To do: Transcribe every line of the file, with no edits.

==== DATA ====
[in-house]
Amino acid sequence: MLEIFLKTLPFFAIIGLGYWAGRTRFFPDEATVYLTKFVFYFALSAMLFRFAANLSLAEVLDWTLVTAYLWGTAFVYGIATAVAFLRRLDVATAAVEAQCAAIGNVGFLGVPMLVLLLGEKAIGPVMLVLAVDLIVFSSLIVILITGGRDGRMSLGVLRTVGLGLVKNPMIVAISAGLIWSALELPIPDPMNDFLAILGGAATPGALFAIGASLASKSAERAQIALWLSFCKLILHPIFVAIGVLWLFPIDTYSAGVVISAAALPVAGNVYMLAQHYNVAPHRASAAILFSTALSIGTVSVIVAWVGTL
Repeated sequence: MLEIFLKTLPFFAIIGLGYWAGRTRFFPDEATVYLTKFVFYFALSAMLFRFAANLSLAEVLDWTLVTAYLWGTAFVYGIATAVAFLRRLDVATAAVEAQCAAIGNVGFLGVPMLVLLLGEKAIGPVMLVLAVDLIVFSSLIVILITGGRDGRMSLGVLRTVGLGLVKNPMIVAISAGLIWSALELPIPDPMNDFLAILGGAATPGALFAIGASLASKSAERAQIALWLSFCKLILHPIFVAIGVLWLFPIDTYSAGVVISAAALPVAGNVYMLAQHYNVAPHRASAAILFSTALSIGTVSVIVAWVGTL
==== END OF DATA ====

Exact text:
[in-house]
Amino acid sequence: MLEIFLKTLPFFAIIGLGYWAGRTRFFPDEATVYLTKFVFYFALSAMLFRFAANLSLAEVLDWTLVTAYLWGTAFVYGIATAVAFLRRLDVATAAVEAQCAAIGNVGFLGVPMLVLLLGEKAIGPVMLVLAVDLIVFSSLIVILITGGRDGRMSLGVLRTVGLGLVKNPMIVAISAGLIWSALELPIPDPMNDFLAILGGAATPGALFAIGASLASKSAERAQIALWLSFCKLILHPIFVAIGVLWLFPIDTYSAGVVISAAALPVAGNVYMLAQHYNVAPHRASAAILFSTALSIGTVSVIVAWVGTL
Repeated sequence: MLEIFLKTLPFFAIIGLGYWAGRTRFFPDEATVYLTKFVFYFALSAMLFRFAANLSLAEVLDWTLVTAYLWGTAFVYGIATAVAFLRRLDVATAAVEAQCAAIGNVGFLGVPMLVLLLGEKAIGPVMLVLAVDLIVFSSLIVILITGGRDGRMSLGVLRTVGLGLVKNPMIVAISAGLIWSALELPIPDPMNDFLAILGGAATPGALFAIGASLASKSAERAQIALWLSFCKLILHPIFVAIGVLWLFPIDTYSAGVVISAAALPVAGNVYMLAQHYNVAPHRASAAILFSTALSIGTVSVIVAWVGTL